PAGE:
By the way, from an earlier response, washing soda is sodium carbonate monohydrate, and Baking Soda is sodium bicarbonate. Either "chemical" works well in the silver tarnish removal system using water & aluminum, as they are almost the same thing. Baking Soda is just easier to obtain thanks to Arm & Hammer! Happy silver cleaning!Dale Woika
- Bellefonte, Pennsylvania
I was searching the web trying to find a company that sells the metal plate that cleans silver (also used, I'm told, by museums). Someone else had posted a question on the internet site I was looking at asking if anyone knew where to buy one. I had bought one at the Texas State Fair a year ago, but unfortunately had lost it when I moved. I had hoped to buy one on the internet, but since I couldn't find the web site in my search and October 20th was the last day for the Texas State Fair I rushed to the fair and bought another one. For anyone interested in buying one an email address is www.cleaningplate.com.JoEllen V [last name deleted for privacy by Editor]
- Irving, Texas
You can do just as well with Aluminium flashing material sold at most building supply companies. It is thin enough to cut with heavy shears or tin snips. I see a lot of the plates in thrift stores.Thuston E [last name deleted for privacy by Editor]
- Albuquerque, New Mexico
I have a silver sculpture in the form of a small (10" x 12") tree. No leaves just limbs and the Aluminum procedure won't work because I can't make contact with all the surfaces on the tree! Need just a solution! Any suggestions?Kenneth R [last name deleted for privacy by Editor]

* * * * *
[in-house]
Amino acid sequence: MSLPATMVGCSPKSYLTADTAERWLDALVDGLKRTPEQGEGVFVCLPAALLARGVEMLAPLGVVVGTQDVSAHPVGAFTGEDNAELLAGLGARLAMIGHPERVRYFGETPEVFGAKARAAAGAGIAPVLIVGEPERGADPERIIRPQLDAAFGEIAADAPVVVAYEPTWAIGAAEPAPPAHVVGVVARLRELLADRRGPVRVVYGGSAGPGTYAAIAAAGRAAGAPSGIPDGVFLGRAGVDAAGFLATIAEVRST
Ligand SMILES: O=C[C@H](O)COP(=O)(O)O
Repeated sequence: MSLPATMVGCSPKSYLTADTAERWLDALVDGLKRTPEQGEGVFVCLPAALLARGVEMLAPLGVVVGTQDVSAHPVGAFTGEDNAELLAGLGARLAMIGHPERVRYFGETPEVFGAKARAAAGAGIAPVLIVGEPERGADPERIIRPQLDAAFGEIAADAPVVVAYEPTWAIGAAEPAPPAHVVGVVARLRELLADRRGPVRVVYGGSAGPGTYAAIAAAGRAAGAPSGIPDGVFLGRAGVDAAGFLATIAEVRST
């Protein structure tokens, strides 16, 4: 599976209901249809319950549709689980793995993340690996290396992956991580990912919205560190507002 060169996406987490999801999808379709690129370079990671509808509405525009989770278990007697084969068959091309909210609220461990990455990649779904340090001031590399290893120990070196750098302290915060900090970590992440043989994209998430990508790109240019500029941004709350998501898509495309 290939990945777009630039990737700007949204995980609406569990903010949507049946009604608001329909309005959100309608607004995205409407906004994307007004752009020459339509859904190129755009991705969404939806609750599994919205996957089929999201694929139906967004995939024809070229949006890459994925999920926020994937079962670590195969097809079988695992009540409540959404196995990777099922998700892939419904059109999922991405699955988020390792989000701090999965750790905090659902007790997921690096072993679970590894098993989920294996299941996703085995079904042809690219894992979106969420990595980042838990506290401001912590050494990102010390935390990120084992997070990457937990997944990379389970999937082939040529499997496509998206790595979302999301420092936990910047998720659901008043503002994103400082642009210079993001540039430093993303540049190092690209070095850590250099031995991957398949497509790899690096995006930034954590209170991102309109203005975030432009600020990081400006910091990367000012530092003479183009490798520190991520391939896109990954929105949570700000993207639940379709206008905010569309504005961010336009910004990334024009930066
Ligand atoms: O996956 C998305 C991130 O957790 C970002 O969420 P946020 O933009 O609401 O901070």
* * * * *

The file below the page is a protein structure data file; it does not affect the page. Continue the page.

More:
- Charlotte, North Carolina
Ed. note: Maybe we're misunderstanding, but if the item is conductive, any point on it can touch the aluminum and the rest of it should get cleaned.
Home-made Silver Dip: Put some hot water in an aluminium pan, some water softener powder and salt. Dissolve the ingredients before dipping silver. Tarnish will dissolve immediately. Dip silver in cool water to rinse off solution when done. No need for polishing.
I do not know the exact proportions of each ingredient, you might have to try a few times before you get it right, but when you do the results are amazing. Will remove tarnish from even the most intricate areas of silver. You can mix as much or little solution as necessary for larger or smaller pieces.Nina B [last name deleted for privacy by Editor]
- Hamden, Connecticut, USA
(you are on the 1st page of the thread) Next page >